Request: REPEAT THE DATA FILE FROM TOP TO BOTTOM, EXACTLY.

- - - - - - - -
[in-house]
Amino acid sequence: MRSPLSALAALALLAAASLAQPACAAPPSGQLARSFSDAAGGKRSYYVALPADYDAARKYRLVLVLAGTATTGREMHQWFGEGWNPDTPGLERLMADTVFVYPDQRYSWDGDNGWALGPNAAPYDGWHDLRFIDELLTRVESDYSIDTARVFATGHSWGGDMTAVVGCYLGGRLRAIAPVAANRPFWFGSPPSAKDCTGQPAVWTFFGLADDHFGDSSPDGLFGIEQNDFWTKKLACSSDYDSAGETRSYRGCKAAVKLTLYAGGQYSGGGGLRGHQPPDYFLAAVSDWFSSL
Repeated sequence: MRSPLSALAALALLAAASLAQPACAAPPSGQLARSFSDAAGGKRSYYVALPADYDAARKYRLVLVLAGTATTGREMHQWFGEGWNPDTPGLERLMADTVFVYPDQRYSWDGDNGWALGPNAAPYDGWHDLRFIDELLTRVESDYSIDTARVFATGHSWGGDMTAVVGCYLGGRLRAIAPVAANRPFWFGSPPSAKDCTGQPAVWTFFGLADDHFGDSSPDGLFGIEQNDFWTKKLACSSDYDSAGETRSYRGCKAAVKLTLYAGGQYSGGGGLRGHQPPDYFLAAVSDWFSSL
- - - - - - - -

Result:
[in-house]
Amino acid sequence: MRSPLSALAALALLAAASLAQPACAAPPSGQLARSFSDAAGGKRSYYVALPADYDAARKYRLVLVLAGTATTGREMHQWFGEGWNPDTPGLERLMADTVFVYPDQRYSWDGDNGWALGPNAAPYDGWHDLRFIDELLTRVESDYSIDTARVFATGHSWGGDMTAVVGCYLGGRLRAIAPVAANRPFWFGSPPSAKDCTGQPAVWTFFGLADDHFGDSSPDGLFGIEQNDFWTKKLACSSDYDSAGETRSYRGCKAAVKLTLYAGGQYSGGGGLRGHQPPDYFLAAVSDWFSSL
Repeated sequence: MRSPLSALAALALLAAASLAQPACAAPPSGQLARSFSDAAGGKRSYYVALPADYDAARKYRLVLVLAGTATTGREMHQWFGEGWNPDTPGLERLMADTVFVYPDQRYSWDGDNGWALGPNAAPYDGWHDLRFIDELLTRVESDYSIDTARVFATGHSWGGDMTAVVGCYLGGRLRAIAPVAANRPFWFGSPPSAKDCTGQPAVWTFFGLADDHFGDSSPDGLFGIEQNDFWTKKLACSSDYDSAGETRSYRGCKAAVKLTLYAGGQYSGGGGLRGHQPPDYFLAAVSDWFSSL